Let me propose a little scenario. You go to the cinema, purchase a ticket, grab some popcorn, and find a seat somewhere in the middle of the theater. I walk in and sit down right behind you. You have your buttery popcorn; I have a cattle prod. Every 10 or 15 minutes, preferably during a quiet scene in the movie, I lean forward and ZAP! you in the ass with my cattle prod. Then we both resume watching the film, until I decide to ZAP! you again. When you leave the theater, you tell all of your friends that you went to a scary movie and jumped out of your seat numerous times.
Sound absurd? To me, my cattle prod and I are just a low-tech version of what filmmakers routinely do to audiences with modern horror flicks. Case in point: The Crazies. I counted at least half a dozen moments in which, ZAP!, a hand, face, shadow, or whatever suddenly pops into the frame, accompanied by what sounds like a ton of bricks being dropped onto a piano keyboard, or shrieking violins out of an orchestra pit from hell. The soundtrack is nothing more than the high-tech equivalent of my cattle prod, a cheap way to make you jump in lieu of genuine fright.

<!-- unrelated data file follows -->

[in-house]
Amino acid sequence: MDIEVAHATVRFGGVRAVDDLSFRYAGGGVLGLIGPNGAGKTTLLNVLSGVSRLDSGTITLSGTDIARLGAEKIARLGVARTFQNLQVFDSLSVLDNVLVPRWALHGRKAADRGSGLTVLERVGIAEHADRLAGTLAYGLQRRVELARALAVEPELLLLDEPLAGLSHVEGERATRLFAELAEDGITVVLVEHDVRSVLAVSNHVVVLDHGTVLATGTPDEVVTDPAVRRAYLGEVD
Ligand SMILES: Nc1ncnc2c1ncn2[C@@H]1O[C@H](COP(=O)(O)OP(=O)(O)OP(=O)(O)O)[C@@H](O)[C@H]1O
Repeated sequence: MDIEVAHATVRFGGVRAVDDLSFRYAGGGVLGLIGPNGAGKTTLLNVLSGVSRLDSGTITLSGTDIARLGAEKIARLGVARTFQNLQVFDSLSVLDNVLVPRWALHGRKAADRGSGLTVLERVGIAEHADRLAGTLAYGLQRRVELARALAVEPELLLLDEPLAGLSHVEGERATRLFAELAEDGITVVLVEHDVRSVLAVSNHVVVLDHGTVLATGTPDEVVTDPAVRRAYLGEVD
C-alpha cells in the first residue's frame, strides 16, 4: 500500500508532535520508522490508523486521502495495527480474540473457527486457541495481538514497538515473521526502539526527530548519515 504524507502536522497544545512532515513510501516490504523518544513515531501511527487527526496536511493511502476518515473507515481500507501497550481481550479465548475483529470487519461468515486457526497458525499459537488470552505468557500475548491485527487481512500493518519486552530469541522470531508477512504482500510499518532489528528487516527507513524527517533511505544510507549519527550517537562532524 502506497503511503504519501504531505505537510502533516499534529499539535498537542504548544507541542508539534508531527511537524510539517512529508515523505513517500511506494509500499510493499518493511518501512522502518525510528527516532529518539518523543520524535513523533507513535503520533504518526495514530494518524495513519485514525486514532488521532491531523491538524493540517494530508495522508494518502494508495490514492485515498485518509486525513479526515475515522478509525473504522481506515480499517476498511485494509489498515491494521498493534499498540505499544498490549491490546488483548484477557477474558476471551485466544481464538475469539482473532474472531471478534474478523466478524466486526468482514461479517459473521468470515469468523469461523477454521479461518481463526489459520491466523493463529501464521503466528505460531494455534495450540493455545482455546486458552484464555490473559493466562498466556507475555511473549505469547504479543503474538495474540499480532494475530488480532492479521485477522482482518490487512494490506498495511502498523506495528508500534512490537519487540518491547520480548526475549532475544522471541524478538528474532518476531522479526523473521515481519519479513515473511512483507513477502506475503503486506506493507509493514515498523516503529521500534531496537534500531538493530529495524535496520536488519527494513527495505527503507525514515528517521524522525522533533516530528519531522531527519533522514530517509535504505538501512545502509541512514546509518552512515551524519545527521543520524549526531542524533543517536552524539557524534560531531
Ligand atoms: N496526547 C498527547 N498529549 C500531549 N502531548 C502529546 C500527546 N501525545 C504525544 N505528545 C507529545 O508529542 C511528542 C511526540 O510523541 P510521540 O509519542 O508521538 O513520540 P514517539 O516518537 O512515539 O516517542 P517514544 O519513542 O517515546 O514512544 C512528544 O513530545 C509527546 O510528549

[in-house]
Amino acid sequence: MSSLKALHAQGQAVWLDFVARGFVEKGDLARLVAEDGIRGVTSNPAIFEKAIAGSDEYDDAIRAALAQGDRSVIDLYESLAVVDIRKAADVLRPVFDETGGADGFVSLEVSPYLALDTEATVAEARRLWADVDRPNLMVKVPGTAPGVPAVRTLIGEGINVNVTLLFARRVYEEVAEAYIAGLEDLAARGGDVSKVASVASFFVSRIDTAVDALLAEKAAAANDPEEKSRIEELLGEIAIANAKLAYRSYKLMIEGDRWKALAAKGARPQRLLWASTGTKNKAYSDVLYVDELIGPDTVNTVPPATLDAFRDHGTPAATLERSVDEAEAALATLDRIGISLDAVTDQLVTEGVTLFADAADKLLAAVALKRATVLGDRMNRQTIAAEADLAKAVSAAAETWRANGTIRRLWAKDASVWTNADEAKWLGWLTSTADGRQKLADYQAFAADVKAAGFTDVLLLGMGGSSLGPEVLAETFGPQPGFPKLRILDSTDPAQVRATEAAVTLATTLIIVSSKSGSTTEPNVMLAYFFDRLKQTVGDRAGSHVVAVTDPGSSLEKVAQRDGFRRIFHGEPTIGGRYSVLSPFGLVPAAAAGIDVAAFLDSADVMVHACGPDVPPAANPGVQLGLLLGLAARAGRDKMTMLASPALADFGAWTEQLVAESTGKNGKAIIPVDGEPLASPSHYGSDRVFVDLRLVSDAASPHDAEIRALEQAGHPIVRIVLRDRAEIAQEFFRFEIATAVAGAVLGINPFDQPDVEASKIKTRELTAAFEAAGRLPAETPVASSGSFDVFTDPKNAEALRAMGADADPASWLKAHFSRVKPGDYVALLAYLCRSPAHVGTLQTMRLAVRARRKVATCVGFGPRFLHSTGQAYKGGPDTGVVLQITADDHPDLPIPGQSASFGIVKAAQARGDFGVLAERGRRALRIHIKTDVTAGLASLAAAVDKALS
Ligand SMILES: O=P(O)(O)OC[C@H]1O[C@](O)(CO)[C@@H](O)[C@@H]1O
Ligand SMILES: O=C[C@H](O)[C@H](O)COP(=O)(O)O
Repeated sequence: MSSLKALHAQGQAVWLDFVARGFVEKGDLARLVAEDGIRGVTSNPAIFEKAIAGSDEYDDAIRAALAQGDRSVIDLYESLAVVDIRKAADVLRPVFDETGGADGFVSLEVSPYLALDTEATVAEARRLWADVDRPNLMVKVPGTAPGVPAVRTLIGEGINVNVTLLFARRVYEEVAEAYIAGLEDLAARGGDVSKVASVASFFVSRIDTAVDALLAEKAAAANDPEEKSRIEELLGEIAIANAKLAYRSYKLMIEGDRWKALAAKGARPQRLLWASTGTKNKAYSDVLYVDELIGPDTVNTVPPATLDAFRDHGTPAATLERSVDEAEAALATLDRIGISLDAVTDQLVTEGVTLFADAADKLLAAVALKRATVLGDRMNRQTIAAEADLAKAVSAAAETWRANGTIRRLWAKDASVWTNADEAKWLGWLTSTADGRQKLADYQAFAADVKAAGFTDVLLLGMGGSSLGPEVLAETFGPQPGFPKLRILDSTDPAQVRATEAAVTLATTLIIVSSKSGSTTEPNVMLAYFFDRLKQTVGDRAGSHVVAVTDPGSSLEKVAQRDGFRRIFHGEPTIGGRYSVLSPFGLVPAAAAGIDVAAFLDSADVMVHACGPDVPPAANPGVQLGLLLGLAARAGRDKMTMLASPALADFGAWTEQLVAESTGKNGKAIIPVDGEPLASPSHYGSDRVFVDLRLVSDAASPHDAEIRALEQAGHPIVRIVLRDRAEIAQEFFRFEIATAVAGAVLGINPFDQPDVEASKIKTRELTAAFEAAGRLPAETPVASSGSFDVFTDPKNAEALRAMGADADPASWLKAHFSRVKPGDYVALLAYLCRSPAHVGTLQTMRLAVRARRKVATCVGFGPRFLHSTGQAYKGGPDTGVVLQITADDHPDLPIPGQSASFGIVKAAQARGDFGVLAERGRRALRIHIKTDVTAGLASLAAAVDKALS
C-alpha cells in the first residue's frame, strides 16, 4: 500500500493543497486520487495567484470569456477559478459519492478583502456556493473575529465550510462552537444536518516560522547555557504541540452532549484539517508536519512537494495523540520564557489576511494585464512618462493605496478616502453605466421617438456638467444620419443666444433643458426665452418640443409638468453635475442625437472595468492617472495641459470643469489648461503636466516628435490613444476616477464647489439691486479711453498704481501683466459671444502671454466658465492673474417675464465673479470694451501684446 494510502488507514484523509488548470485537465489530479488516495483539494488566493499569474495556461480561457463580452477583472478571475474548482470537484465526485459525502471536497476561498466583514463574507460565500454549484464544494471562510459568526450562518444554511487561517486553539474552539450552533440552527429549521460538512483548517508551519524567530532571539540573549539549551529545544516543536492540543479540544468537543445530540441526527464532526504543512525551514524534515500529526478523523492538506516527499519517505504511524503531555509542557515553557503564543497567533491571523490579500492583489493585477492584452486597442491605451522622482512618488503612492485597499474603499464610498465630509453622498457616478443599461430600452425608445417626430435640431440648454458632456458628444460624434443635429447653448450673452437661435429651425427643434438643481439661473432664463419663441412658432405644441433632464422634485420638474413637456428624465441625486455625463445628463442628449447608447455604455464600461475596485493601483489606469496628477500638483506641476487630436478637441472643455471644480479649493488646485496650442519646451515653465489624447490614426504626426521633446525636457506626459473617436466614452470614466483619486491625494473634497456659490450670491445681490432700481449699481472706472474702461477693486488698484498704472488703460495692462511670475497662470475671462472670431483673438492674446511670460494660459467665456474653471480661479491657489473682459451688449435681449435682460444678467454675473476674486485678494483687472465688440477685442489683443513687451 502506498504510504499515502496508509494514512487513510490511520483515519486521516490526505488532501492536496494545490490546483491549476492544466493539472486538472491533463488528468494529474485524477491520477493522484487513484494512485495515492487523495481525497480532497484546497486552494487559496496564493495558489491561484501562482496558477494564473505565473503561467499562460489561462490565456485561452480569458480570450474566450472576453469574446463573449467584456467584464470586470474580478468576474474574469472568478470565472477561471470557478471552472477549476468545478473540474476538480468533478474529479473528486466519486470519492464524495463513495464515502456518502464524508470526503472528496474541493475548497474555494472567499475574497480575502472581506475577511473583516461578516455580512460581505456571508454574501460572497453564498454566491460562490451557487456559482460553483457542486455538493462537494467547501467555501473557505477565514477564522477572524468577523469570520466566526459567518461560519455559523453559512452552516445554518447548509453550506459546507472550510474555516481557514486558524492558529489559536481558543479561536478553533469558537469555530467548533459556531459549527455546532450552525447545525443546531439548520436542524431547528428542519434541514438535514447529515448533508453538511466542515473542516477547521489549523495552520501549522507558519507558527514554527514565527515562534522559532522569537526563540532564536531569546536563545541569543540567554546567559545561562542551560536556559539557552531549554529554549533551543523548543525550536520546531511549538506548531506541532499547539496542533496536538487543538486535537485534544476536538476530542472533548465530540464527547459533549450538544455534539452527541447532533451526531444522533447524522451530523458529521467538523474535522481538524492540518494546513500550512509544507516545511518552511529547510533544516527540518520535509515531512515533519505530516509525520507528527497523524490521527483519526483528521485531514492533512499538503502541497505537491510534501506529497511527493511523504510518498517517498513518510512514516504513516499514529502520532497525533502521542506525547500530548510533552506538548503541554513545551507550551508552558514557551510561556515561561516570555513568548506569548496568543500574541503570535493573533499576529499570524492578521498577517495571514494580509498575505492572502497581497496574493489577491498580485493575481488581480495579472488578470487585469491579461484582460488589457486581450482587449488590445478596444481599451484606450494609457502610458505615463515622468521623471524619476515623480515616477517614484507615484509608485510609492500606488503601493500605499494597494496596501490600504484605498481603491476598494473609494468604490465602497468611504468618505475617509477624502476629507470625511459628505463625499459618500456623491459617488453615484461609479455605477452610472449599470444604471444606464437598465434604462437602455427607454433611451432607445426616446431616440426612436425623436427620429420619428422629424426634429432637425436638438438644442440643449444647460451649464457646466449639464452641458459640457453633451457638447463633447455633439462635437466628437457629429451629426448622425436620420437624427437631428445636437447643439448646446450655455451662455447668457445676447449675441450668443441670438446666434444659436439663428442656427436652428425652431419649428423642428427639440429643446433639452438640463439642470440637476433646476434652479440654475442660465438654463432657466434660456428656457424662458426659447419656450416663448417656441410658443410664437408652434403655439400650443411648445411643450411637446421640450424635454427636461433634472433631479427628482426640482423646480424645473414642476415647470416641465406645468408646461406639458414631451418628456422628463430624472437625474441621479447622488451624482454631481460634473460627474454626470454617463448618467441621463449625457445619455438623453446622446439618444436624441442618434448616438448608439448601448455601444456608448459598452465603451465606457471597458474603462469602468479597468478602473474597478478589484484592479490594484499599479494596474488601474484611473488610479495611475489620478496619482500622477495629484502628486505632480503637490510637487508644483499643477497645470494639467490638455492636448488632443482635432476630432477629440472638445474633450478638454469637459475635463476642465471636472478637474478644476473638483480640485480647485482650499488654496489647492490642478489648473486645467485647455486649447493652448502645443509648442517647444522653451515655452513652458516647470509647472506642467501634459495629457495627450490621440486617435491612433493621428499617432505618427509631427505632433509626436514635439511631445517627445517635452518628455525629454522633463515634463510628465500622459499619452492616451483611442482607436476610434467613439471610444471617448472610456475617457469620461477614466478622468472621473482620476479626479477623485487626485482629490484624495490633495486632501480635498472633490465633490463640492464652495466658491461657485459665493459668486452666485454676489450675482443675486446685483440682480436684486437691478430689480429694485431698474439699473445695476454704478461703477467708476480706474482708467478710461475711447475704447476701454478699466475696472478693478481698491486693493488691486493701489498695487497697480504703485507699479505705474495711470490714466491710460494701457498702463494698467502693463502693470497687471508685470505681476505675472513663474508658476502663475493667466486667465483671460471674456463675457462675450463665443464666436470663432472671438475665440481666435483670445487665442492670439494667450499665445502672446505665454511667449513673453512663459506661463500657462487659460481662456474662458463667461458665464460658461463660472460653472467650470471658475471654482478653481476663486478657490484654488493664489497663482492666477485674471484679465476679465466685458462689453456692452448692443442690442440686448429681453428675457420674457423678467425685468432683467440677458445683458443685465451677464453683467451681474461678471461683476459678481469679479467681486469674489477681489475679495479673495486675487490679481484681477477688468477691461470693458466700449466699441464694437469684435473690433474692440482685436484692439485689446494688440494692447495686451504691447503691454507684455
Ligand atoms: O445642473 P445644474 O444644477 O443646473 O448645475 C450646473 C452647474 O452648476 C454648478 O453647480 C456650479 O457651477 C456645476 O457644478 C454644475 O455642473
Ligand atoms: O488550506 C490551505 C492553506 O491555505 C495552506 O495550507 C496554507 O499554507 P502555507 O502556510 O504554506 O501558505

In the case of The Crazies, that’s too bad, because as horror films go, director Breck Eisner’s movie is pretty good. In fact, it’s much better than most films in the genre. Of course, the bar is set so low for horror movies that you can take that praise for what it’s worth. But The Crazies is well directed and edited with an eye for tension. Also, the actors actually seem like real people.
I think we are overdue for a horror-movie renaissance. The last time that occurred was in the 1970s, and the genre seems to rejuvenate itself every 40 years or so, and so the time is ripe. Great scare films seem to have one thing in common: We are intrigued by the characters, not just the situation. Think of Jack Nicholson in The Shining, or Linda Blair in The Exorcist. When I think back on The Crazies, I’ll recall it as a decent horror movie — but mostly I’ll think of cattle prods. Grade: B-
Director: Breck Eisner Cast: Timothy Olyphant, Radha Mitchell, Joe Anderson, Danielle Panabaker, Christie Lynn Smith, Brett Rickaby Release: 2010
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